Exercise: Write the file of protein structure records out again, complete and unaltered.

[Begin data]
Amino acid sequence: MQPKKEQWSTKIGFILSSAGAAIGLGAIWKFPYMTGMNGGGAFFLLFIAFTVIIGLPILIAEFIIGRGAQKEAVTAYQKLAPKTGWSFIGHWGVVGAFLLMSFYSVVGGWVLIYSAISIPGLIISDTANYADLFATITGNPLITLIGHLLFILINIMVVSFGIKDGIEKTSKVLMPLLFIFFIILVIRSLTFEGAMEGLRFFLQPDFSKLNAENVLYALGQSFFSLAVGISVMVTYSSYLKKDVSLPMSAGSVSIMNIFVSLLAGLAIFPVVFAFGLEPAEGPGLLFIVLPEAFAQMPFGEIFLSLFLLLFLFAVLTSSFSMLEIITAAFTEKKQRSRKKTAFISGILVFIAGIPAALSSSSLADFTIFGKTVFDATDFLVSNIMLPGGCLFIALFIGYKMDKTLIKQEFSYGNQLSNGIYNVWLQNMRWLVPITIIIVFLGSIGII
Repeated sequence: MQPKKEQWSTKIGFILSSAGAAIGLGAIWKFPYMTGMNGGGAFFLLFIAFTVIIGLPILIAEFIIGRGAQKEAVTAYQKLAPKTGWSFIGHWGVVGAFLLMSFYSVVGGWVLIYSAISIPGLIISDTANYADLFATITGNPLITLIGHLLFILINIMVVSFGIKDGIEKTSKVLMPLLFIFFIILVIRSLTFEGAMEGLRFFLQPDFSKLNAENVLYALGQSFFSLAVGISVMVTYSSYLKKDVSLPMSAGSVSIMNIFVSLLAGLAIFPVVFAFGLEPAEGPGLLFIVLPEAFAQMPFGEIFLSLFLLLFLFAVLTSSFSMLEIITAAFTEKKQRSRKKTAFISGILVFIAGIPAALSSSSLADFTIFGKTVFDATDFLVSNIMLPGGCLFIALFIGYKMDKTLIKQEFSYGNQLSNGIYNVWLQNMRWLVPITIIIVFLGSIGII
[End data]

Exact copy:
Amino acid sequence: MQPKKEQWSTKIGFILSSAGAAIGLGAIWKFPYMTGMNGGGAFFLLFIAFTVIIGLPILIAEFIIGRGAQKEAVTAYQKLAPKTGWSFIGHWGVVGAFLLMSFYSVVGGWVLIYSAISIPGLIISDTANYADLFATITGNPLITLIGHLLFILINIMVVSFGIKDGIEKTSKVLMPLLFIFFIILVIRSLTFEGAMEGLRFFLQPDFSKLNAENVLYALGQSFFSLAVGISVMVTYSSYLKKDVSLPMSAGSVSIMNIFVSLLAGLAIFPVVFAFGLEPAEGPGLLFIVLPEAFAQMPFGEIFLSLFLLLFLFAVLTSSFSMLEIITAAFTEKKQRSRKKTAFISGILVFIAGIPAALSSSSLADFTIFGKTVFDATDFLVSNIMLPGGCLFIALFIGYKMDKTLIKQEFSYGNQLSNGIYNVWLQNMRWLVPITIIIVFLGSIGII
Repeated sequence: MQPKKEQWSTKIGFILSSAGAAIGLGAIWKFPYMTGMNGGGAFFLLFIAFTVIIGLPILIAEFIIGRGAQKEAVTAYQKLAPKTGWSFIGHWGVVGAFLLMSFYSVVGGWVLIYSAISIPGLIISDTANYADLFATITGNPLITLIGHLLFILINIMVVSFGIKDGIEKTSKVLMPLLFIFFIILVIRSLTFEGAMEGLRFFLQPDFSKLNAENVLYALGQSFFSLAVGISVMVTYSSYLKKDVSLPMSAGSVSIMNIFVSLLAGLAIFPVVFAFGLEPAEGPGLLFIVLPEAFAQMPFGEIFLSLFLLLFLFAVLTSSFSMLEIITAAFTEKKQRSRKKTAFISGILVFIAGIPAALSSSSLADFTIFGKTVFDATDFLVSNIMLPGGCLFIALFIGYKMDKTLIKQEFSYGNQLSNGIYNVWLQNMRWLVPITIIIVFLGSIGII